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This chapter is from the book

Set the Graphics2D Context...

As mentioned briefly, the graphics context is a collection of state attributes specifying properties of the rendering. State attributes are sometimes also referred to as rendering attributes. Five interfaces and several classes that are part of java.awt package represent these attributes.

The first three interfaces are relevant to most development projects and are listed in Table 3.1. Note that these interfaces are implemented in the set of classes listed in Tables 3.2 and 3.3.

Table 3.1 Commonly Used Interfaces Implemented with the Graphics2D Context

Interface

Description

Composite

Methods to compose a primitive over the underlying Graphics area.

Paint

Methods to specify rules for generating color patterns. Extends Transparency.

Stroke

Methods to obtain a Shape representing the style of a line.


Table 3.2 Classes Implementing the Interfaces

Class

Interface

Description

AlphaComposite

Composite

Implements rules for composite overlays.

Color

Paint

Defines a solid color.

GradientPaint

Paint

Defines a gradient paint pattern.

TexturePaint

Paint

Defines a texture pattern.

BasicStroke

Stroke

Defines shapes to represent a pen style for a line drawing.


Two other interfaces are necessary for certain optimizations but are less commonly used by the programmer. The design of classes that use these interfaces are beyond the scope of this book.

Table 3.3 Less Frequently Used Interfaces Necessary for Optimized Context Operations

Interface

Description

CompositeContext

Defines an optimized and encapsulated environment for compositing.

PaintContext

Defines an optimized and encapsulated environment for color pattern generation.


To make a visual effect, the programmer sets rendering attributes of the context according to the desired effect. In the BasicRecipeJ2D example from Listing 3.1, the visual effect we wanted was rather simple—we wanted the square painted red—so we changed the current color (one of many available state attributes) to red by changing the attribute with setColor(Color.Red). Note that the object we passed to the setColor() method is an instance of the Color class (which as shown in Table 3.2, implements the Paint interface).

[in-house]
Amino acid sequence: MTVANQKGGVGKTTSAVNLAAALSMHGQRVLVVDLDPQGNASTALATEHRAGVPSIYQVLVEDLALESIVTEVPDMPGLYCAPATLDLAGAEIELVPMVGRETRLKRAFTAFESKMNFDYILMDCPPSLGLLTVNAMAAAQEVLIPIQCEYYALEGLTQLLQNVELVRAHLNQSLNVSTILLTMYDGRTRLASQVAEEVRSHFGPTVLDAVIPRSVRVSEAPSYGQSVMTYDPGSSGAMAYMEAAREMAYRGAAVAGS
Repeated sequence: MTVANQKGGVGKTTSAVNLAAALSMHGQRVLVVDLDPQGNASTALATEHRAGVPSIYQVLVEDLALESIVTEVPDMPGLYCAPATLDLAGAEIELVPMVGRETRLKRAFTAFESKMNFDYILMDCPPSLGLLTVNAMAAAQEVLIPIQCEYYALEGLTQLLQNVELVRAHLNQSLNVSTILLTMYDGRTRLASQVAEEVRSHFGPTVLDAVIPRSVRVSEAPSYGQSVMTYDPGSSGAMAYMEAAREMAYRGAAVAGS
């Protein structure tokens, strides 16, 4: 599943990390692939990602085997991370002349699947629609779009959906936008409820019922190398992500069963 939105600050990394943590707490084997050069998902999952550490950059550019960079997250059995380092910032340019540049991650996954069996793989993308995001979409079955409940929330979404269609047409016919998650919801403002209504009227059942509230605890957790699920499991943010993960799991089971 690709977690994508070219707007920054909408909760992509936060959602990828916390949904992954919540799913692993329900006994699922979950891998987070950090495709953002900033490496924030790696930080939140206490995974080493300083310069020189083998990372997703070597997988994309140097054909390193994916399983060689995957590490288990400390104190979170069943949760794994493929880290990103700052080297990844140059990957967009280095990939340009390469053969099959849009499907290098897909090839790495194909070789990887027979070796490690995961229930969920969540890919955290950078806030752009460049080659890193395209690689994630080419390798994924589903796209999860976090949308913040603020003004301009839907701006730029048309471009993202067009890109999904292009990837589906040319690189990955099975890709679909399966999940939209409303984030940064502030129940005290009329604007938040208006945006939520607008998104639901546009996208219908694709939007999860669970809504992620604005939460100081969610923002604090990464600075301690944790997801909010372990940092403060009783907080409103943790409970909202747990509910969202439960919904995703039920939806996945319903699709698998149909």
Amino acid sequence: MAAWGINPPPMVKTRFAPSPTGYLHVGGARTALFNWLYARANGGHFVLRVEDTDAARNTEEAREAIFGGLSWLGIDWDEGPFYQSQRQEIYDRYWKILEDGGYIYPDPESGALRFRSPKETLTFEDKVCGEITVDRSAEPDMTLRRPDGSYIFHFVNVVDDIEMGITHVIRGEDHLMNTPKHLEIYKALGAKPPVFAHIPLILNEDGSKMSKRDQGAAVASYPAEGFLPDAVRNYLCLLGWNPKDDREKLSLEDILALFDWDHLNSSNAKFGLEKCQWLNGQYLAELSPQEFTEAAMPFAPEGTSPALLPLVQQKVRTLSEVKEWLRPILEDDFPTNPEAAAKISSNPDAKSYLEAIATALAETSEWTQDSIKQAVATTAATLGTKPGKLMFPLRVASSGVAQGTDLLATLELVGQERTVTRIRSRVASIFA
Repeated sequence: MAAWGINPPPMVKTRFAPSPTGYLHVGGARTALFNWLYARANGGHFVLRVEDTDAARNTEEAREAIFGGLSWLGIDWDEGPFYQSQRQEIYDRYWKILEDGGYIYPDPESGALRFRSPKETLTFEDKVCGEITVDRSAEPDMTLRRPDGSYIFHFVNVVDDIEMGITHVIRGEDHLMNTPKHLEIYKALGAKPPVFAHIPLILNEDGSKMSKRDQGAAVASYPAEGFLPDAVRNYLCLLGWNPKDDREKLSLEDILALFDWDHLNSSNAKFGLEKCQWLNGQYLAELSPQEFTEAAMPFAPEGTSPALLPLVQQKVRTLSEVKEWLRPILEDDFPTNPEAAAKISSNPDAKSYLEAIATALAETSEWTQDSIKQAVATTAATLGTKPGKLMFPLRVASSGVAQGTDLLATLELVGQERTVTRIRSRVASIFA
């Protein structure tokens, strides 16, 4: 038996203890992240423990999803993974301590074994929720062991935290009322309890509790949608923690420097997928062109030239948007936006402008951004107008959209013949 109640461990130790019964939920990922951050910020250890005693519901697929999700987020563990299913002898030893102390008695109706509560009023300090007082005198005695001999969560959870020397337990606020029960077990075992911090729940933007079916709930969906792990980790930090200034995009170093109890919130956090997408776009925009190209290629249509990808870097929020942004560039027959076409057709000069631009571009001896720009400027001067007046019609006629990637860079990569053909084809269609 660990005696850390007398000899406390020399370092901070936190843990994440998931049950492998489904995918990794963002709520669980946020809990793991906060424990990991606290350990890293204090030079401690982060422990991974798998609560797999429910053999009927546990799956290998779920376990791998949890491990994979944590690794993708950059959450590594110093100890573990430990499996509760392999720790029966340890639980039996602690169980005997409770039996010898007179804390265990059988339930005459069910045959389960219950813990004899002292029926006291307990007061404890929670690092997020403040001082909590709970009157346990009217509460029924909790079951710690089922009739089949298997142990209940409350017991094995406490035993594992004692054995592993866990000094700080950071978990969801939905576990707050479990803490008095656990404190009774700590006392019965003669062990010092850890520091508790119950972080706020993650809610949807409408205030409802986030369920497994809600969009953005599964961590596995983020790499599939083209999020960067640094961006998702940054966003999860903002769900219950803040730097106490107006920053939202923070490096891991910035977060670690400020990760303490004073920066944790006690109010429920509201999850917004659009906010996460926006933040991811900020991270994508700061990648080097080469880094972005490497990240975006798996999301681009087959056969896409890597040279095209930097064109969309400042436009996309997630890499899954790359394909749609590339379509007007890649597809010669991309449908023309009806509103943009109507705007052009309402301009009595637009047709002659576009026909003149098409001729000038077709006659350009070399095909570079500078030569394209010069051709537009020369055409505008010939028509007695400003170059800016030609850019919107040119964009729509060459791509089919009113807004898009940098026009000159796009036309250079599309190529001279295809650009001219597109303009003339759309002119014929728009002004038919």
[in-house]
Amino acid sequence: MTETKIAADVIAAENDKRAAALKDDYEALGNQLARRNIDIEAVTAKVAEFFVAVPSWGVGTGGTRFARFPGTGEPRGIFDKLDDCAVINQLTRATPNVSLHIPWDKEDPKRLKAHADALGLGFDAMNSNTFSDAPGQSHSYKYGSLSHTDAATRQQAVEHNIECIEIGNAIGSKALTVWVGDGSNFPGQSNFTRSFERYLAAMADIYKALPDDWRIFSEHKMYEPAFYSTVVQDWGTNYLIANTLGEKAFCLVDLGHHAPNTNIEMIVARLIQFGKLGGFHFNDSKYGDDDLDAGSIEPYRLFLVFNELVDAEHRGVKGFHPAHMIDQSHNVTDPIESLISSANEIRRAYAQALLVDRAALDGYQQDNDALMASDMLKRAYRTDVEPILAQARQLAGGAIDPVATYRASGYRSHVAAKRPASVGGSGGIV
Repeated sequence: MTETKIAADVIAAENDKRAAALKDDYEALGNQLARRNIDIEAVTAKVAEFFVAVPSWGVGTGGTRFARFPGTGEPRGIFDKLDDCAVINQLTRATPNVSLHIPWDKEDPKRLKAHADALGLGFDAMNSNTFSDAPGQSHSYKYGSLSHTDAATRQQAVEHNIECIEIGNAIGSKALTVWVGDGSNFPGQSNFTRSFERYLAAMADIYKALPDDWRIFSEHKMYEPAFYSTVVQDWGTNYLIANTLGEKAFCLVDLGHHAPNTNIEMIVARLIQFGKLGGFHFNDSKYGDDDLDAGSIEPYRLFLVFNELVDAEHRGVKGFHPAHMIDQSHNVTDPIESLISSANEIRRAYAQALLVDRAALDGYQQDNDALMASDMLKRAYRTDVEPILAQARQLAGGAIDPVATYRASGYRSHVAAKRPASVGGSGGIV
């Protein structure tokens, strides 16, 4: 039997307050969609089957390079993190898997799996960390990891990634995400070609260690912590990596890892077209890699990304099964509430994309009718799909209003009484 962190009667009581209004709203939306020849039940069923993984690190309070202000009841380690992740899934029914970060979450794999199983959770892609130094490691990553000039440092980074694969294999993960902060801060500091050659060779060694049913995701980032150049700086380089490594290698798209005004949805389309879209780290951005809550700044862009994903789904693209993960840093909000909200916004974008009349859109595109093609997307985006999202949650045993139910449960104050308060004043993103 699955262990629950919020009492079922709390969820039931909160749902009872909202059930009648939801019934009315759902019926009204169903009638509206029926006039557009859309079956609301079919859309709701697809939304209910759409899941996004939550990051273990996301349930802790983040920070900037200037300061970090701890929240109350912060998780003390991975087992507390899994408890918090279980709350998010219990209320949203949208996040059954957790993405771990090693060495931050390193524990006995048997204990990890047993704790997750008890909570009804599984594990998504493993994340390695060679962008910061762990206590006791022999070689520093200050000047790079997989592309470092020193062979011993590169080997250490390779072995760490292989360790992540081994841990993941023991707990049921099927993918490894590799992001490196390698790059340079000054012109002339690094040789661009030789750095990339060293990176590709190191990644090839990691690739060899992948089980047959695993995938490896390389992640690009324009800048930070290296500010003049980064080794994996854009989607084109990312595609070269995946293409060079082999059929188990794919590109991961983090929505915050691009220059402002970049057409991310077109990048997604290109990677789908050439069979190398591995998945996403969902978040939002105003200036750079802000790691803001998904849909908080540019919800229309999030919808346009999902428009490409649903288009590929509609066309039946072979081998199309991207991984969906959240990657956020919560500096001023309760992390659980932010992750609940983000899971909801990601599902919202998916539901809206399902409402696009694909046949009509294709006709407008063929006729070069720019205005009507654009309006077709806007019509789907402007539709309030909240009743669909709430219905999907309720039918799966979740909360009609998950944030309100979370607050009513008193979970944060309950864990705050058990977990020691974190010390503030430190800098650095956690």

The methods in Table 3.4 also have complementary methods for getting the current state attributes. The getBackground(), getComposite(), getPaint(), and getStroke() methods will return the corresponding current context attributes.

Table 3.4 Commonly Used Graphics2D Methods for Changing the Graphics Context

Method

Description

setBackground()

Sets the background color for the Component.

setComposite()

Sets the compositing rule for subsequent rendering.

setPaint(Paint)

Sets the current paint texture to use for rendering.

setStroke(Stroke)

Sets the stroke style for rendering lines.


Another important set of attributes, called RenderingHints, allows the programmer to set state attributes for rendering options such antialiasing, dithering, and the interpolation method. The rendering methods will affect the tradeoff between the look of the output versus the speed of rendering. See the following URL for a complete list: http://java.sun.com/j2se/1.3/docs/api/java/awt/RenderingHints.html

Three other general types of rendering attributes can be set. The first is the font to use for rendering text. Some details of setting the font are covered later. The clipping path and transform, which are changed with the clip() and setTransform() methods, respectively, are covered later.

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